Well, I think I would like to take whatever class you're taking this quarter. You've been asking some great questions on here the past week.
Life on any submarine during World War II was cramped, hot, smelly and dark. U-boats were among the more advanced submarines of their time, but this did little to make the life of a submariner any more comfortable. Upon leaving port, the U-boat would be crammed with supplies in every available compartment, and hanging from the ceiling would be nets of sausages, fruit, bread and canned goods. Hitting your head on something became a daily occurrence, until you learned how to act and move on a U-boat.
The smell inside a German submarine was that of diesel fuel, cigarette smoke and body odor. Water was strictly rationed, so you could forget about showering regularly, and almost all aboard would have heavy beards by the end of a patrol, including the Captain.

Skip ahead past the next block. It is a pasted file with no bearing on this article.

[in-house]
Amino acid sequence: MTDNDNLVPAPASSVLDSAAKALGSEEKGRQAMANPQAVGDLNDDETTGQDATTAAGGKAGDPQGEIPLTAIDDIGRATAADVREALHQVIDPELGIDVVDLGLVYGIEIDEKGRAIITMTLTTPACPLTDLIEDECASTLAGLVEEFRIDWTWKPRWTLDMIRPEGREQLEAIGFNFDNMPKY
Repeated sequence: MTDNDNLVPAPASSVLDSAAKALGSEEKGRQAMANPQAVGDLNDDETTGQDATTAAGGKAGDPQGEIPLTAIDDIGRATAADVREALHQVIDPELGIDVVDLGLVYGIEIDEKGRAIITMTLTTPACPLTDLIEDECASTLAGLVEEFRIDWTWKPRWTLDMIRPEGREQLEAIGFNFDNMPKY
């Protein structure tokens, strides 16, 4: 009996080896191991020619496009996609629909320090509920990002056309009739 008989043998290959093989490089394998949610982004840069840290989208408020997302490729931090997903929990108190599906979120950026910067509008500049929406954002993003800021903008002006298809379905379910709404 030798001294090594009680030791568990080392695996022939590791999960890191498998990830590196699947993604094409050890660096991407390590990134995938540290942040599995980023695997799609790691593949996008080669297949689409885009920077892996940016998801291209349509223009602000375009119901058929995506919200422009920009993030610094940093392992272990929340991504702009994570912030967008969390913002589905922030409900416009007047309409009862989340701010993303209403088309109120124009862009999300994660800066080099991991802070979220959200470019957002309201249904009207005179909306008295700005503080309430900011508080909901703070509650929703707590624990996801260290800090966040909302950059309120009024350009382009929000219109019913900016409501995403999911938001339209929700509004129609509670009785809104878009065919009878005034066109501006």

Another aspect of life was terror. I cannot imagine being depth charged while confined in a tin can submarine several hundred feet below the surface. It had to be the most vulnerable, helpless feeling there was. Sailors just had to trust to God or fate or random chance and hope that day was not their day to die. But by the end of the war, the German submarine force had the highest loss percentage of any branch of the German military.
For a better idea of what life was like under those conditions, watch Das Boot, a popular German movie wth subtitles, or read Grey Wolf, Grey Sea by E.B. Gasaway.